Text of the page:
The Lagos State Commissioner for Health, Professor Akin Abayomi, has said that the state has reached a stage of community spread in its fight against the COVID-19 and it is making every effort to manage the situation.
He said this during an interview on Channels TV’s Sunrise Saturday, while also urging residents and health practitioners not to stigmatize people.
“We are in the stage of community spread and we are trying to manage it. We are doing everything possible to ensure that Lagosians are informed, Lagosians are able to take the appropriate amount of risk based on their circumstances and that we are taking the right kind of support for the people,” Abayomi said.
Regarding the issue of some persons flouting the lockdown order and its overall effects on the fight against the pandemic, the commissioner said: “I think every segment of Lagos requires a slightly different strategy. It can’t be on cap fits all.
“Someone in Victoria Island doesn’t have the same priorities as someone in Makoko and there is a whole range in between. I think what Mr Governor is doing is that he is trying to size up all the respective situations.
“He gets a situation analysis every day, he debates with cabinet, data is very critical, we supply data on a daily basis and with that data, it helps you to change your policies and the policies are changing every 24 hours based on what we are finding and based on hot spots,”.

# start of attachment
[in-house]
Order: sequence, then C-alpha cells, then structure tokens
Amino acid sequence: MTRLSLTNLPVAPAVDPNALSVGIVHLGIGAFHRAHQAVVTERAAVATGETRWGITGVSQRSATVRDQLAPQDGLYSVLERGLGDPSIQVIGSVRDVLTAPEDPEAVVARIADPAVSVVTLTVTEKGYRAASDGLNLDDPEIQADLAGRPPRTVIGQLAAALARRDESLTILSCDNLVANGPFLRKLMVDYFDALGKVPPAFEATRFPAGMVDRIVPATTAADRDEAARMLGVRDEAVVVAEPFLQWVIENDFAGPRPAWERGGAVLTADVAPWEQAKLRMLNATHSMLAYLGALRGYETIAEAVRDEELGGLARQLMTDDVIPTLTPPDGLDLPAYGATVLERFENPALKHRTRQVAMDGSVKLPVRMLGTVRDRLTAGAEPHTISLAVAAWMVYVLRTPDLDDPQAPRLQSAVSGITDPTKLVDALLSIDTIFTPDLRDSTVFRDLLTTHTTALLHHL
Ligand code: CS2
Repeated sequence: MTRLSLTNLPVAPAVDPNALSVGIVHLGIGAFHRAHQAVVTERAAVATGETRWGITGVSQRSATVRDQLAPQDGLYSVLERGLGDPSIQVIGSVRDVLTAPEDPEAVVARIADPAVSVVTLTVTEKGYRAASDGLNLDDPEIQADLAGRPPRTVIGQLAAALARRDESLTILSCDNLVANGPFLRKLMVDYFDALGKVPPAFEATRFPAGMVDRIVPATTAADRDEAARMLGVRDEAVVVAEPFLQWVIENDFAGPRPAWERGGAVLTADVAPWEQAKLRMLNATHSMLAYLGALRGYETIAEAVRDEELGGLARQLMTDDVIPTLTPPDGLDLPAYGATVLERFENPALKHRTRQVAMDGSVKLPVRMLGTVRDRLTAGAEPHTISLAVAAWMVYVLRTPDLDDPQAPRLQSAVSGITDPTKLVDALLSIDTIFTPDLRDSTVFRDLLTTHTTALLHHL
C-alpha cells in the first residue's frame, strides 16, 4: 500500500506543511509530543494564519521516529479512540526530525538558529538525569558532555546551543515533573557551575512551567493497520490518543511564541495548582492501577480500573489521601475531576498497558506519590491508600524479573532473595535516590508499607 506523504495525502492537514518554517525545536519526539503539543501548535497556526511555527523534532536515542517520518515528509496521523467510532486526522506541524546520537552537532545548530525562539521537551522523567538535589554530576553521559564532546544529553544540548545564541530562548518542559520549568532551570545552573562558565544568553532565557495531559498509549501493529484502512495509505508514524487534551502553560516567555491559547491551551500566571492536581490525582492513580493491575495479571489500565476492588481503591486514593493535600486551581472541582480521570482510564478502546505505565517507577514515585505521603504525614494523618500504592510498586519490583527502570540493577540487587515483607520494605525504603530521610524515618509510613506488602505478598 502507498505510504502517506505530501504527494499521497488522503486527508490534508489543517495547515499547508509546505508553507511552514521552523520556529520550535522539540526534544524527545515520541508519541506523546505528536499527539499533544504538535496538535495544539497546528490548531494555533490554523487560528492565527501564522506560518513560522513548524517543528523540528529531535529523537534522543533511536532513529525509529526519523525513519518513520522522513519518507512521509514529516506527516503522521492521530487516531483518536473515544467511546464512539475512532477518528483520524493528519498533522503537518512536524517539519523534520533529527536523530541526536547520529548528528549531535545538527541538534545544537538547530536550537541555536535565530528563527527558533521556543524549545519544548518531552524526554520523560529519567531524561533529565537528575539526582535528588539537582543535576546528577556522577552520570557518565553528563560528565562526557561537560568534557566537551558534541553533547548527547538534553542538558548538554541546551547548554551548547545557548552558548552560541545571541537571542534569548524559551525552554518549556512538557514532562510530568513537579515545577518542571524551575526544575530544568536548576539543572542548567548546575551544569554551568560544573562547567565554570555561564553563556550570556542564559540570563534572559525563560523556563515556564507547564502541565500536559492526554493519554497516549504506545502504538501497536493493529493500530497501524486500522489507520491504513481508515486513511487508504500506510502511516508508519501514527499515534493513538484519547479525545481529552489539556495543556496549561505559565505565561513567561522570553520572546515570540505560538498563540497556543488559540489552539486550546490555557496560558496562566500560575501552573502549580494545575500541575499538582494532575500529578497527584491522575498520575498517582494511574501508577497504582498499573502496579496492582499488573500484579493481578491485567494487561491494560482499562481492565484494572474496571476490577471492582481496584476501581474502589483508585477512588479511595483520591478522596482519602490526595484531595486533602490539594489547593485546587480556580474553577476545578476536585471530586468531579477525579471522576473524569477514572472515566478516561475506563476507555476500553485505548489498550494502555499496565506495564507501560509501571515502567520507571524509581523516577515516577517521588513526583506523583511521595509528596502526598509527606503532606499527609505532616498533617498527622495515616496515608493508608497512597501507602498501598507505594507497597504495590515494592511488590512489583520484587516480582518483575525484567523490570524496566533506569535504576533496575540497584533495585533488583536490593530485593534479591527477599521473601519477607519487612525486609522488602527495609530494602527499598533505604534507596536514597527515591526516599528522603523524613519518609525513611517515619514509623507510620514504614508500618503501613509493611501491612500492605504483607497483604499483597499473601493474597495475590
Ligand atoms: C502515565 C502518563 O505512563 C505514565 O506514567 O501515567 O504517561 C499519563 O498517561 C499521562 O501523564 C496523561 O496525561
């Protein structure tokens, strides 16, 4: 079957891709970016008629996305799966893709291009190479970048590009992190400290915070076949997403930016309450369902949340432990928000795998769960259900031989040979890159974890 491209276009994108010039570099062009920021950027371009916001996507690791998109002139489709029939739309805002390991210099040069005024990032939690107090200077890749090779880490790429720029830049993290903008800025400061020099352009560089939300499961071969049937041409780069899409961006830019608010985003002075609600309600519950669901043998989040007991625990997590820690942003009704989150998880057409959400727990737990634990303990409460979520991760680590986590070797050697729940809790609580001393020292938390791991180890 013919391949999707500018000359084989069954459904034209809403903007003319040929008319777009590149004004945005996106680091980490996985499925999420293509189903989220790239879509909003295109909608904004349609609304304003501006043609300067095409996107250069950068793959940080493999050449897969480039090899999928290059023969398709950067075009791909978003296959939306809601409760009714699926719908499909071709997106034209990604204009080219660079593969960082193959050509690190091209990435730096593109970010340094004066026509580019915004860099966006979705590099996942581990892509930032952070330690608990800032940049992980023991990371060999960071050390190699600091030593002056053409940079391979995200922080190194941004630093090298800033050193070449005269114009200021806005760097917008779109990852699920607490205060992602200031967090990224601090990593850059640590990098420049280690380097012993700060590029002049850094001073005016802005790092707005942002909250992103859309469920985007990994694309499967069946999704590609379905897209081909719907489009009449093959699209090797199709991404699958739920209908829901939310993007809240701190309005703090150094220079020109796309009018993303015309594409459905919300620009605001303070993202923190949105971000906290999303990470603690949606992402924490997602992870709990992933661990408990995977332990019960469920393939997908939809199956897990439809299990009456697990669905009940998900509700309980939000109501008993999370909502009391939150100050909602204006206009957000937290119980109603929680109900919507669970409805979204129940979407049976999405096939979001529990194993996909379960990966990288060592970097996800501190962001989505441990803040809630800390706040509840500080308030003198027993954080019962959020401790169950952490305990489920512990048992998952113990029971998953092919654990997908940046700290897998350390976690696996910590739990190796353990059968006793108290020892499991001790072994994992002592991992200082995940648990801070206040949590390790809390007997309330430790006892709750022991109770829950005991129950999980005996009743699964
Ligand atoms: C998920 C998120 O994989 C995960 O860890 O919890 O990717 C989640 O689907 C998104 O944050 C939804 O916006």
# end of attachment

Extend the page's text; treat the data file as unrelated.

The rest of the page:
As of today, the number of cases in Nigeria now stands at 1,095 with Lagos as the epicentre as it accounts for more than half of that figure.
Abayomi, however, believes that the state has been proactive in handling the cases.
“Nigeria’s figures are way better than any other figures we’ve seen around the world, for one, because at least in the epicentre in Lagos, we’ve been proactive,” he said.
The commissioner also stated that the pandemic had been predicted years ago and the chances of more of such pathogens infecting humans, keeps increasing more so, because of the increased amount of environmental degradation.
He, however, assured that the Lagos state understands its unique demographic profiles and is taking proactive steps.
“We knew something like this was going to happen since 2015 and the WHO had been telling us that it was going to happen.
“Various think tanks around the world have been predicting it. We call these kind of germs, pathogens of high consequence.
“What that means is that if a pathogen like that gets into your community, there are high consequences not only for your wellbeing but to your economy and security.
“The way the world is going now, we are seeing an increase in number of these zoonotic events…what we call the ability of a dangerous pathogen to jump from the animal kingdom, to the human kingdom and that’s because we’ve destroyed our environment and the opportunity for these kinds of events is going to keep increasing.
“We know that in Lagos and we know that there are peculiar demographic profiles in Lagos and we know that to be successful in Lagos, you have to be on the offensive because we have a very unusual demographic profile and we have a relatively weak health infrastructure.
“You don’t recognise your weakness and wait for your enemy to come. You go out and attack”.
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